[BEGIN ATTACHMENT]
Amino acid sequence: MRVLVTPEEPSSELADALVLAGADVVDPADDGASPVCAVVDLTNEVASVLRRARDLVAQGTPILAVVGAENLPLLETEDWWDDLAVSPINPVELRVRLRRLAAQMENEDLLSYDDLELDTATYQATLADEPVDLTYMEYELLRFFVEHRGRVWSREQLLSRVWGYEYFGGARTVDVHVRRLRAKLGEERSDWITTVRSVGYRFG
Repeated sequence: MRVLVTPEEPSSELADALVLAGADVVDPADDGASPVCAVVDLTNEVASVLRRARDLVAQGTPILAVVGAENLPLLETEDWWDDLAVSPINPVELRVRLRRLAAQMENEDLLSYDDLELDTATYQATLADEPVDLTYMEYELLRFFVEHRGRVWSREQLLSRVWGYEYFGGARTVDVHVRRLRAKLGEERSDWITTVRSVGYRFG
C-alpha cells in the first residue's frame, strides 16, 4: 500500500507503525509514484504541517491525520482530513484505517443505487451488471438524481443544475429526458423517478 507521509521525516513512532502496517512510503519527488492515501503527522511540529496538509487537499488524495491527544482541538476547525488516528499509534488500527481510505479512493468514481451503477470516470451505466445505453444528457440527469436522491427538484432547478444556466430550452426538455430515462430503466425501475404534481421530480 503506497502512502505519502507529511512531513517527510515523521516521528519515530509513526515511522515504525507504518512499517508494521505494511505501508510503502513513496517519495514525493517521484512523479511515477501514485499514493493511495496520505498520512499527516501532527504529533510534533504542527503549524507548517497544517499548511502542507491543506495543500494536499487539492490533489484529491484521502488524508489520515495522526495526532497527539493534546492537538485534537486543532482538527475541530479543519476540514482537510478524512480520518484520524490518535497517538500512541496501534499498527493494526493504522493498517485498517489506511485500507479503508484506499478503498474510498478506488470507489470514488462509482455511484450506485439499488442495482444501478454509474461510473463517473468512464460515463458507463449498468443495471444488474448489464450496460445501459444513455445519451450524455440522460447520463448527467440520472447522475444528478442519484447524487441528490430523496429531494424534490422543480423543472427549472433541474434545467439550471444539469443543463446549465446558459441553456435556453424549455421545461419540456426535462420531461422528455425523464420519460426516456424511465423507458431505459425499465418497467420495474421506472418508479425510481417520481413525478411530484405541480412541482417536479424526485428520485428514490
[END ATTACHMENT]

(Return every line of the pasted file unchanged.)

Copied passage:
Amino acid sequence: MRVLVTPEEPSSELADALVLAGADVVDPADDGASPVCAVVDLTNEVASVLRRARDLVAQGTPILAVVGAENLPLLETEDWWDDLAVSPINPVELRVRLRRLAAQMENEDLLSYDDLELDTATYQATLADEPVDLTYMEYELLRFFVEHRGRVWSREQLLSRVWGYEYFGGARTVDVHVRRLRAKLGEERSDWITTVRSVGYRFG
Repeated sequence: MRVLVTPEEPSSELADALVLAGADVVDPADDGASPVCAVVDLTNEVASVLRRARDLVAQGTPILAVVGAENLPLLETEDWWDDLAVSPINPVELRVRLRRLAAQMENEDLLSYDDLELDTATYQATLADEPVDLTYMEYELLRFFVEHRGRVWSREQLLSRVWGYEYFGGARTVDVHVRRLRAKLGEERSDWITTVRSVGYRFG
C-alpha cells in the first residue's frame, strides 16, 4: 500500500507503525509514484504541517491525520482530513484505517443505487451488471438524481443544475429526458423517478 507521509521525516513512532502496517512510503519527488492515501503527522511540529496538509487537499488524495491527544482541538476547525488516528499509534488500527481510505479512493468514481451503477470516470451505466445505453444528457440527469436522491427538484432547478444556466430550452426538455430515462430503466425501475404534481421530480 503506497502512502505519502507529511512531513517527510515523521516521528519515530509513526515511522515504525507504518512499517508494521505494511505501508510503502513513496517519495514525493517521484512523479511515477501514485499514493493511495496520505498520512499527516501532527504529533510534533504542527503549524507548517497544517499548511502542507491543506495543500494536499487539492490533489484529491484521502488524508489520515495522526495526532497527539493534546492537538485534537486543532482538527475541530479543519476540514482537510478524512480520518484520524490518535497517538500512541496501534499498527493494526493504522493498517485498517489506511485500507479503508484506499478503498474510498478506488470507489470514488462509482455511484450506485439499488442495482444501478454509474461510473463517473468512464460515463458507463449498468443495471444488474448489464450496460445501459444513455445519451450524455440522460447520463448527467440520472447522475444528478442519484447524487441528490430523496429531494424534490422543480423543472427549472433541474434545467439550471444539469443543463446549465446558459441553456435556453424549455421545461419540456426535462420531461422528455425523464420519460426516456424511465423507458431505459425499465418497467420495474421506472418508479425510481417520481413525478411530484405541480412541482417536479424526485428520485428514490